What I came away with after this week’s reading was the importance of “seeing life through the lens of Scripture.” The purpose of everything is that we would be shaped by God, and we will only see this happen as we understand and apply God’s Word. Leaders should demonstrate “asking spiritual questions and discussing biblical matters” as part of the daily Christian life (page 428). “Biblical theology offers us the storyline, structure, symbols, and themes that lead to the articulation of clear doctrine, resulting in a particular culture that is embodied by God’s people in the church” (pg 429). This should manifest itself in our daily lives through Bible reading, prayer, evangelism, discipleship, and preaching and teaching. In 2 Timothy 4:1-5, ”Paul connects the grand storyline of the Bible (Jesus is the Christ) to the preaching of the gospel message, the ministry of the word in the life of believers, and the defense of the faith” (pg 433).
The shape of the Scripture itself points out our need for the Word of God, and its power, as the beginning of each grouping stresses it (Genesis 1:3, 6, 9, 11, 14, 20, 24, 26, 28, 29; Josh. 1:8; Ps. 1:2). The point is to know God. “Joyfully and expectantly beholding Christ in the Scriptures is the means to becoming like him” (pg 418). Knowing how to study scripture “summons our hearts to worship God and our hands to serve him” (pg 419).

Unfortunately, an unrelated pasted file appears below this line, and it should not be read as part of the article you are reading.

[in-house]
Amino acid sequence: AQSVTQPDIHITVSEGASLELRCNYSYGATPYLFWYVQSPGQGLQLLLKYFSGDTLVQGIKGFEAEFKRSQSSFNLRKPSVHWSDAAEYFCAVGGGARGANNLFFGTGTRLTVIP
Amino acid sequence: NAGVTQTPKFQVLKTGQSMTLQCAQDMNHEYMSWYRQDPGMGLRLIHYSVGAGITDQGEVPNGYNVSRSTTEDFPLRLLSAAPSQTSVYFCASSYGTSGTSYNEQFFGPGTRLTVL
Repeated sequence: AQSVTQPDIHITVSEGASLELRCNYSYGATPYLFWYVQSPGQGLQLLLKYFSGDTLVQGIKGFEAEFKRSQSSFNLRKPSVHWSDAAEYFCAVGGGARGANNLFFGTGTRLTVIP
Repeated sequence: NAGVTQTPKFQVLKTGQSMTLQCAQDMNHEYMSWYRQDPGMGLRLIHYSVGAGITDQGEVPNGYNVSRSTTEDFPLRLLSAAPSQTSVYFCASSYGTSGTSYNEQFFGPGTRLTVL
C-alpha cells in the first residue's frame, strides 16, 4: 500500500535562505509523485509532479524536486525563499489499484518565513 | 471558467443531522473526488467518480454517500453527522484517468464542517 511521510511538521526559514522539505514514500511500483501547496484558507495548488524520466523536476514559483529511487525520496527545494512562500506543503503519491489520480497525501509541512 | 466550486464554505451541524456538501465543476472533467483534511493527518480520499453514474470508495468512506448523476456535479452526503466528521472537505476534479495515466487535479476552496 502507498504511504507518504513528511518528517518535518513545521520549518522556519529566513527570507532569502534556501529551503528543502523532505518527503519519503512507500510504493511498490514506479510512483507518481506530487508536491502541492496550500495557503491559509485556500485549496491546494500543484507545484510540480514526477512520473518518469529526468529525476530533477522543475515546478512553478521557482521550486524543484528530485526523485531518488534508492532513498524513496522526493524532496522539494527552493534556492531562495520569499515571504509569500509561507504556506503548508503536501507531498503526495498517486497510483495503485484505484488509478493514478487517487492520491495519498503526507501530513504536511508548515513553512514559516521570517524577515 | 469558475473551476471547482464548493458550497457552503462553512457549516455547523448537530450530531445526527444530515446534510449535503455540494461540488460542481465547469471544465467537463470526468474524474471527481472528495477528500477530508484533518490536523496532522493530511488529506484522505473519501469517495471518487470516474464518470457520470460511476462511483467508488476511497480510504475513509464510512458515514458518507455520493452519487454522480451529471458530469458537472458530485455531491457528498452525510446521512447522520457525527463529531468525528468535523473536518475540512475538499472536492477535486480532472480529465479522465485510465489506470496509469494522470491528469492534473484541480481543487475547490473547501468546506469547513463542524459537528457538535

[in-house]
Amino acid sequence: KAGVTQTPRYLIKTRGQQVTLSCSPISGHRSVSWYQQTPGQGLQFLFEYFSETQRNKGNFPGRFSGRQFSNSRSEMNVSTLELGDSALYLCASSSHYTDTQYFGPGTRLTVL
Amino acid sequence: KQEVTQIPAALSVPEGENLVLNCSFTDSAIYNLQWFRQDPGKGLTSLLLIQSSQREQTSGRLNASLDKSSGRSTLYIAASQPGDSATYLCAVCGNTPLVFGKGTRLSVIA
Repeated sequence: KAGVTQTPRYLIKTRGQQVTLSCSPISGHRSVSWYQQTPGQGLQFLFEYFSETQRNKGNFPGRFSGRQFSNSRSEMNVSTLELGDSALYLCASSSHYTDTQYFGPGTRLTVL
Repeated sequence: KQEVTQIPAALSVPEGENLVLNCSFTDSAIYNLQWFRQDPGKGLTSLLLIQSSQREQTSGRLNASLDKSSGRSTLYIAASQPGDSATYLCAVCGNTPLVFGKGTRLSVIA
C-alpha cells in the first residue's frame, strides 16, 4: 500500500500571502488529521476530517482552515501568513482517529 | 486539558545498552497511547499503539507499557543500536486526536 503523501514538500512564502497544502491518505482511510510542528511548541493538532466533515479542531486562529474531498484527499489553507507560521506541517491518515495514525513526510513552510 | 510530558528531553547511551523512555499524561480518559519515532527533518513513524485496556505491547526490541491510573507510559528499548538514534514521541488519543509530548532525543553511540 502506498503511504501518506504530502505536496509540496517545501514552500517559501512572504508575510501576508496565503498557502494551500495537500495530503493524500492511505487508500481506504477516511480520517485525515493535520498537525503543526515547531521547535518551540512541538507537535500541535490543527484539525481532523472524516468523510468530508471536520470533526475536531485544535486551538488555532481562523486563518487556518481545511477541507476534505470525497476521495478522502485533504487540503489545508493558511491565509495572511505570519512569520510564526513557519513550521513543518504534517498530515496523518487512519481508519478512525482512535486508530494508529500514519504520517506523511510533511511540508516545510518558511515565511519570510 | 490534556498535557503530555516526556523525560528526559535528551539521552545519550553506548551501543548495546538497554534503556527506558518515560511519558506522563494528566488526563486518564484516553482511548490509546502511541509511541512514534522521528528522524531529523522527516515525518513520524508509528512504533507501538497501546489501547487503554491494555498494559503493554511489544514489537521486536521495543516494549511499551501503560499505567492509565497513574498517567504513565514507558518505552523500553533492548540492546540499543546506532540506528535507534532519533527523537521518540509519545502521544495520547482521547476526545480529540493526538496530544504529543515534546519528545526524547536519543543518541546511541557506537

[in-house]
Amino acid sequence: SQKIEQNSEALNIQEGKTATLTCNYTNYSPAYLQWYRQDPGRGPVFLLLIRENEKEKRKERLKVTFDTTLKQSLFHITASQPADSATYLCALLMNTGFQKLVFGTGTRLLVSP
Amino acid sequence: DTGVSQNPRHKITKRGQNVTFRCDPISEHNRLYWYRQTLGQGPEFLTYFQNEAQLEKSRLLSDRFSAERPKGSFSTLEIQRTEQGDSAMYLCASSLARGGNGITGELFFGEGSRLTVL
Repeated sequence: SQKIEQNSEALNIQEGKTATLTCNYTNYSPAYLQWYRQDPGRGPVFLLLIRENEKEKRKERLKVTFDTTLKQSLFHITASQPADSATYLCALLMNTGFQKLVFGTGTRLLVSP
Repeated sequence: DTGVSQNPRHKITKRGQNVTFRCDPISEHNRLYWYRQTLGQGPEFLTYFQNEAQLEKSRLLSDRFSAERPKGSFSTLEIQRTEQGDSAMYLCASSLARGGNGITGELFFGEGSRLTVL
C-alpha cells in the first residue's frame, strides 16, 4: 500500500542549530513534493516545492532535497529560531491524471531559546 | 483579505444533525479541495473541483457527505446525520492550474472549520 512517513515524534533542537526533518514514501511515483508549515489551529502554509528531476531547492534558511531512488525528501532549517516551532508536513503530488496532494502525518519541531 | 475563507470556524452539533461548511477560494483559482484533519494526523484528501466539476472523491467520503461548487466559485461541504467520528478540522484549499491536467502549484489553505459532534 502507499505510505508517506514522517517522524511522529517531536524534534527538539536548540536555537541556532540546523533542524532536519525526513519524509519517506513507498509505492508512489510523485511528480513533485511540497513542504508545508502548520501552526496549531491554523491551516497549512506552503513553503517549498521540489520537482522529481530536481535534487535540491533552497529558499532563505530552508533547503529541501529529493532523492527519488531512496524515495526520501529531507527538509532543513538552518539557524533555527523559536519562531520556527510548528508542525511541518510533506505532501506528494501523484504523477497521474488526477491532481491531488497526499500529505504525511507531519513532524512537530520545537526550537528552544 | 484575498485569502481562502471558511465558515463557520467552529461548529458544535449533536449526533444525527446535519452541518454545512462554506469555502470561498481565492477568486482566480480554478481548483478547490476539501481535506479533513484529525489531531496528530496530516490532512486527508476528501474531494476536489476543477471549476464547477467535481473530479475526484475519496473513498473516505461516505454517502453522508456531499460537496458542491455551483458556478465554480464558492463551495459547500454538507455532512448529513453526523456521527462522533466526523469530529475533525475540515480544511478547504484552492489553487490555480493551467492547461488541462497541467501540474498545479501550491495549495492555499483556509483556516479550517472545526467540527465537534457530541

Scripture reveals God’s character and shows us how to live and to pray. Understanding scripture gives us “precision and depth” as we pray. Specific places which show prayer, such as the Lord’s Prayer, can guide is in how to pray. Paul’s letters can give us insight in how to address God (Rom. 15:14-23; Eph. 1:15-23; 3:14-21; Phil. 1:9-11; Col. 1:9-14; 1 thess. 3:9-13; 2 Thess. 1:3-12). Understanding the macrostructure of Scripture (redemptive history) can give us insight how to pray today.
As we study Scripture, we have to come to grips with humanity’s sinfulness and God’s judgment which gives God’s mercy, grace and love more appeal. Biblical theology equips us with the “whole truth of the identity and work of Jesus,” with which we can reach the world effectively.
A disciple is a learner. To learn to become like Christ, we have to come to know Him. The means of that is based on biblical theology. In his blog post “The Heart of Discipleship” found on desiringgod.org, Jonathan Parnell makes the point that the basis for true Christian discipleship is fellowship with Christ himself: “Discipleship—following Jesus—is to live before God’s face, to dwell in his presence, to be satisfied in all that he is.” Understanding Scripture—the “what,” “how” and “why” of God’s communication with us—helps us understand fellowship with God.
Discipleship has two aspects which biblical theology feeds. The first aspect involves the teacher’s instruction and the learner’s attentive synthesis of what is said—the gospel along with “exhortations, commands, warnings, and promises that flow from it” (pg 422). See 2 Timothy 3:16-17.
The second aspect of discipleship involves the teacher’s modeling of truth in everyday life and the learner’s attentive application in their own life. Disciples should observe teacher’s behavior, inasmuch as they reflect Christ’s character, and seek to form virtuous habits that “spring from new life in Christ (2 Cor. 3:18) and the indwelling of the Holy Spirit (1 Cor. 6:18-20).